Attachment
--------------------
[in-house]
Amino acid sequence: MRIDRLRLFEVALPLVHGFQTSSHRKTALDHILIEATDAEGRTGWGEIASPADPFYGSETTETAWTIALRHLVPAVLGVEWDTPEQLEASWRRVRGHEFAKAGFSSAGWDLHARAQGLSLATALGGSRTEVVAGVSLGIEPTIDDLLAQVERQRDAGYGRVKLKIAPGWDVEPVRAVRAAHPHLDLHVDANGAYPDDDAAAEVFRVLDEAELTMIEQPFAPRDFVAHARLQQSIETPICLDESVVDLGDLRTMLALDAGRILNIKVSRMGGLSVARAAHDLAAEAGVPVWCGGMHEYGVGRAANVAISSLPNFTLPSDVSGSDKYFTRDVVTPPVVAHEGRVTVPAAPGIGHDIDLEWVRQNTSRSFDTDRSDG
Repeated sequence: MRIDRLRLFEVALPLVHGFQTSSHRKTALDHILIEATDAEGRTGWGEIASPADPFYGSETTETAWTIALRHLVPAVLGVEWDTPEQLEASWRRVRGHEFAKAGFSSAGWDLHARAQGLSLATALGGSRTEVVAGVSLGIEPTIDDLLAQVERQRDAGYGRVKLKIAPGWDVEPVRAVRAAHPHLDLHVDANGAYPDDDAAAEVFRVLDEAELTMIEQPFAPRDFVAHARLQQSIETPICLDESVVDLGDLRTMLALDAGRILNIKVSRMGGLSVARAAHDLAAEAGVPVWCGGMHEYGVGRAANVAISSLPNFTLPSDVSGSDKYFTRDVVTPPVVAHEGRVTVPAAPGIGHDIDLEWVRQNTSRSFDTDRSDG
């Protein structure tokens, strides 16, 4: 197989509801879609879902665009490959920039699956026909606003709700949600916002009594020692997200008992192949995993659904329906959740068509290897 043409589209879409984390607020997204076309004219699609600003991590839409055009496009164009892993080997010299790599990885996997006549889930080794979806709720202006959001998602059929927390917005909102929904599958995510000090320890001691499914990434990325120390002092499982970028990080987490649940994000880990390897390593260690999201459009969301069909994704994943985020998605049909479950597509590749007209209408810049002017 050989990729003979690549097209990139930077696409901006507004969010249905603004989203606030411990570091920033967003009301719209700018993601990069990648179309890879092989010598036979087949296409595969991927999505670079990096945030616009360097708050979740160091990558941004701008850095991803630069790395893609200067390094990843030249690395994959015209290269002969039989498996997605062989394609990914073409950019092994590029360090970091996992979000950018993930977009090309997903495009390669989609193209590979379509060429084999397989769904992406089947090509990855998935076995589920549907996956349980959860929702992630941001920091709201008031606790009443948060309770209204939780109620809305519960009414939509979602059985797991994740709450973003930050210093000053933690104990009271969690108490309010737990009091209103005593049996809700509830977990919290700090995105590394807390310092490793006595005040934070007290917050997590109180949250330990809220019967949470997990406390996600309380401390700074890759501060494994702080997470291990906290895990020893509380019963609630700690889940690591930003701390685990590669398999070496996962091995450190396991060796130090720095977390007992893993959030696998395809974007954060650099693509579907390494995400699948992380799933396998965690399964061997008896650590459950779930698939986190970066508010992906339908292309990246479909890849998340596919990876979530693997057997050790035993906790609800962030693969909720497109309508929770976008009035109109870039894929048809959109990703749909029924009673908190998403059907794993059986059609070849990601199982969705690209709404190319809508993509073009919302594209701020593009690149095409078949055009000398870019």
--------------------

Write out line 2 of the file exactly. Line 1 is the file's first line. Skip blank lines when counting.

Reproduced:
Amino acid sequence: MRIDRLRLFEVALPLVHGFQTSSHRKTALDHILIEATDAEGRTGWGEIASPADPFYGSETTETAWTIALRHLVPAVLGVEWDTPEQLEASWRRVRGHEFAKAGFSSAGWDLHARAQGLSLATALGGSRTEVVAGVSLGIEPTIDDLLAQVERQRDAGYGRVKLKIAPGWDVEPVRAVRAAHPHLDLHVDANGAYPDDDAAAEVFRVLDEAELTMIEQPFAPRDFVAHARLQQSIETPICLDESVVDLGDLRTMLALDAGRILNIKVSRMGGLSVARAAHDLAAEAGVPVWCGGMHEYGVGRAANVAISSLPNFTLPSDVSGSDKYFTRDVVTPPVVAHEGRVTVPAAPGIGHDIDLEWVRQNTSRSFDTDRSDG